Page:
Why? Frequent tweeting by the show piqued my interest, and then a producer I respect picked it as one of his top 10 for the festival, so I was glad to add it.
Well? This show had an abundance of charm and talent. Reminiscent of the "what I do for a part" theme of "A Chorus Line," the story of what life is like for those actors not yet union members of Actors Equity (hence the "Non-Equity" in the title) was actually quite revealing as well as highly entertaining. For a small-budget, bare bones production, I was impressed with the engaging songs, clever lyrics and how much I genuinely rooted for the characters to get "the part" that would finally gain them the magical benefits of an Equity card. I knew some basics about the material before I saw the show, and the audience was clearly filled with folks that knew all too well how the story was going to go, but the main success of the show was that it stood on its own and never relied on "inside jokes."
What? From the show website: "Ben and Mary welcome into their lives the rootless couple who move in next door. But as this foursome bonds over backyard
barbecues, the neighborly connection they find threatens to unravel the lives they’ve built and change them forever. An ecstatic, dangerous new comedy, Detroit exposes the nerves that live just under the surface of American life."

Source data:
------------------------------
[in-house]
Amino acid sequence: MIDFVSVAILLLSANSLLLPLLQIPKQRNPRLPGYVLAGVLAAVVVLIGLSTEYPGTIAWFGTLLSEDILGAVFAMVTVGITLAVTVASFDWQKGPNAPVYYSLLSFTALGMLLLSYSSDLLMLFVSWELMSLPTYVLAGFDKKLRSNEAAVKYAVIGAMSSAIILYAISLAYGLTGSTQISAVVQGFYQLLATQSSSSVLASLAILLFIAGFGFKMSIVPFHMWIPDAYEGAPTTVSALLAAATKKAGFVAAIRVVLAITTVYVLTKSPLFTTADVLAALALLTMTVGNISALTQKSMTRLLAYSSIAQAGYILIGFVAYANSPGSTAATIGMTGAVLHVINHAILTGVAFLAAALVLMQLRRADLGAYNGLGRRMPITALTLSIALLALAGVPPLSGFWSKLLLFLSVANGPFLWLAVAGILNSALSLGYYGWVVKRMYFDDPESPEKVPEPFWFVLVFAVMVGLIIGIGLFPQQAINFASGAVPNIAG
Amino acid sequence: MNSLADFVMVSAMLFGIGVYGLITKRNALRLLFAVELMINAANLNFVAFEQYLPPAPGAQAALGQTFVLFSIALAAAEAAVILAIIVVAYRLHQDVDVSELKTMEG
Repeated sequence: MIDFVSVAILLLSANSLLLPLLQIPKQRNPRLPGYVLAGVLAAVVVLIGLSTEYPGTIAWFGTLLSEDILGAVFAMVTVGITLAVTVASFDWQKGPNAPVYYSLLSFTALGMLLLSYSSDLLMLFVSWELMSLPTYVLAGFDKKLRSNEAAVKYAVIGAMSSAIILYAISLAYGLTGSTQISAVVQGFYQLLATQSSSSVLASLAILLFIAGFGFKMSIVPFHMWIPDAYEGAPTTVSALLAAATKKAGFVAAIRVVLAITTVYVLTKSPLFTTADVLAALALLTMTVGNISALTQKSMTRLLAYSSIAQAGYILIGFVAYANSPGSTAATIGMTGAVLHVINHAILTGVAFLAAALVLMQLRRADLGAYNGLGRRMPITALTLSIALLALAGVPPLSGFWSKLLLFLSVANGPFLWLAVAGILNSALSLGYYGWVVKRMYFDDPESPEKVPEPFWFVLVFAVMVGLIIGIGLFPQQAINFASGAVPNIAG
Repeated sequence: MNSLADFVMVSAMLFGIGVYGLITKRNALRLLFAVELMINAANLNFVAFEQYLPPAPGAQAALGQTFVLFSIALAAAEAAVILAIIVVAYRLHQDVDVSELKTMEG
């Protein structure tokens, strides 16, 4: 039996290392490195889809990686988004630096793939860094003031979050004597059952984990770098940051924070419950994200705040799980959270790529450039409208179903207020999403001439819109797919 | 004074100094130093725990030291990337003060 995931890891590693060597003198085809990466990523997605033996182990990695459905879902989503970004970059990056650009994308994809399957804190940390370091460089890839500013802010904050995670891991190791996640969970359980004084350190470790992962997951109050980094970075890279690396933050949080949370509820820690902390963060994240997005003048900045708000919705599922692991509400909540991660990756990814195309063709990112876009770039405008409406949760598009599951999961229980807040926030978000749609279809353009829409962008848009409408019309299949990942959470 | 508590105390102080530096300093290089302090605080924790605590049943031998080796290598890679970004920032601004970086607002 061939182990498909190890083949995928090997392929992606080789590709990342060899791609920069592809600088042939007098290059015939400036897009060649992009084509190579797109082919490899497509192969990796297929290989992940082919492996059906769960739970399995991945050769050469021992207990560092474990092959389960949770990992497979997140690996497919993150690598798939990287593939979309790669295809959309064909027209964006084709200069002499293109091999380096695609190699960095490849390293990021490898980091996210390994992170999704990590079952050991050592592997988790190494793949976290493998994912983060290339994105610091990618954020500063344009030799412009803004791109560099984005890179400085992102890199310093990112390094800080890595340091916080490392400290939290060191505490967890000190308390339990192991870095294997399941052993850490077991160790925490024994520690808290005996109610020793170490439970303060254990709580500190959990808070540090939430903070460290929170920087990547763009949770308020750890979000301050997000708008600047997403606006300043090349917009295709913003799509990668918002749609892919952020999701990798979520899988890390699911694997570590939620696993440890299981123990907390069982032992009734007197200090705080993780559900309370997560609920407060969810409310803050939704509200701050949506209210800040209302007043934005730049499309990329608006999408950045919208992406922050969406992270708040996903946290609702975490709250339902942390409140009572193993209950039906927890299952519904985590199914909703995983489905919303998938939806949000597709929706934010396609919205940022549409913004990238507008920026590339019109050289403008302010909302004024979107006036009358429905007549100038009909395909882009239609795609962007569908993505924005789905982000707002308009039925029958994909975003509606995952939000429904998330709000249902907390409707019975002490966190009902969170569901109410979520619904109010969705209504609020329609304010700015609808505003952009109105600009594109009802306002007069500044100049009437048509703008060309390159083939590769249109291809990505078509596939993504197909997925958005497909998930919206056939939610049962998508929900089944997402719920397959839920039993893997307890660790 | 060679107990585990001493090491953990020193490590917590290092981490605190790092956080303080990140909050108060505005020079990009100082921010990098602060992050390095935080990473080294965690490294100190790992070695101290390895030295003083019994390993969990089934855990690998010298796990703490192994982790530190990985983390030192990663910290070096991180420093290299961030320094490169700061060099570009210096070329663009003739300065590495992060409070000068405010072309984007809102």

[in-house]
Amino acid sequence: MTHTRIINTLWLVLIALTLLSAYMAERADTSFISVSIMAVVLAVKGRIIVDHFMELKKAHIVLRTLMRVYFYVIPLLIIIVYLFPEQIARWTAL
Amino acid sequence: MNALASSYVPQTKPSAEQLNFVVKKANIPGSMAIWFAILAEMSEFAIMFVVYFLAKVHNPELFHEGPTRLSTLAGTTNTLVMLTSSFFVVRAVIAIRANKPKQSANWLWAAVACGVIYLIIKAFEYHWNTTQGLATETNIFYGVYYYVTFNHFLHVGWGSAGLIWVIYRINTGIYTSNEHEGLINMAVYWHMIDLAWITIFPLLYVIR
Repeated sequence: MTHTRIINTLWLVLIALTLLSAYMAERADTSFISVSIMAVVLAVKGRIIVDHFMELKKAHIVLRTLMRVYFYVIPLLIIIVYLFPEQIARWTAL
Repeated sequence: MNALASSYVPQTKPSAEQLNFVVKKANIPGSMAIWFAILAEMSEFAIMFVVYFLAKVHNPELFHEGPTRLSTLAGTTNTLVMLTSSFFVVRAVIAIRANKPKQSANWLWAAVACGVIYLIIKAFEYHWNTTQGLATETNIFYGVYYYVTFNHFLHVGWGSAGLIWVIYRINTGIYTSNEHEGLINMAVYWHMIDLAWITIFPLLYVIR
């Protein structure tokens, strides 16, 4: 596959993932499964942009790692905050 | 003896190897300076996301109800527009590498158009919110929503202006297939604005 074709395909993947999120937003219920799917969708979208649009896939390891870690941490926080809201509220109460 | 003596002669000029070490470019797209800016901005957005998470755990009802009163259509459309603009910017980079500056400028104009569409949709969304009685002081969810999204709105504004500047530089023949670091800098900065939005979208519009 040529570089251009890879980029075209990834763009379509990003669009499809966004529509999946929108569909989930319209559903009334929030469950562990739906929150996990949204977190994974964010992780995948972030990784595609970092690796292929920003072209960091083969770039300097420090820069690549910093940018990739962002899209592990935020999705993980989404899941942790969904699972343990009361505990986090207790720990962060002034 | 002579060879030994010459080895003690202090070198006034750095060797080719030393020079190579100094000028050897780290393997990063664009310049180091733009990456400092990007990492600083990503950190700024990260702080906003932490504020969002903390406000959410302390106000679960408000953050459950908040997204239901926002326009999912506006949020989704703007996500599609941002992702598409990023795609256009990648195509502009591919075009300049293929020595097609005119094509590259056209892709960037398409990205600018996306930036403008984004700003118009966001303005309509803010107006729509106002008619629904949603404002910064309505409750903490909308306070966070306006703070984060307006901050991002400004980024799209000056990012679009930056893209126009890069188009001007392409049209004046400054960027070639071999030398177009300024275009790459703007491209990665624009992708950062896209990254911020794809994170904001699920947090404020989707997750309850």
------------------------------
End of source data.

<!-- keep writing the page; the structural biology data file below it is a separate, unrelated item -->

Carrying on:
When? August 26 '12
Where? Playwright's Horizons Theatre, New York
Why? I had a great experience at the last production I attended at this theatre and the cast includes John Cullum, who is a legend. I first saw him in Shenandoah in 1976 and again in The Scottsboro Boys in 2010. David Schwimmer is also in the cast, so it will be interesting to see him on stage.
Well? If there is any reason for us to be thankful for the panoply and abundance of human dysfunction, it is for the rich source of material for the kind of raw, intense storytelling that can be done on stage. This was a roller coaster of a story that never really telegraphed what bit of madness was coming with the next spin of the revolving set. David Schwimmer was really quite impressive, and each of the actors playing the couples threw themselves around the stage emotionally and physically for 90 minutes with no break. As much as I was not always sure I understood who was sane and who was not, I sure wanted to take this ride to its finish. I often find it at least a bit disturbing to watch humans descend into despair, and sometimes madness, and I don't always walk out feeling positive about humanity after a play like this; but surprisingly this time I did. By the way, John Cullum's part was small, but the one very important scene he was in was my favorite of the entire play.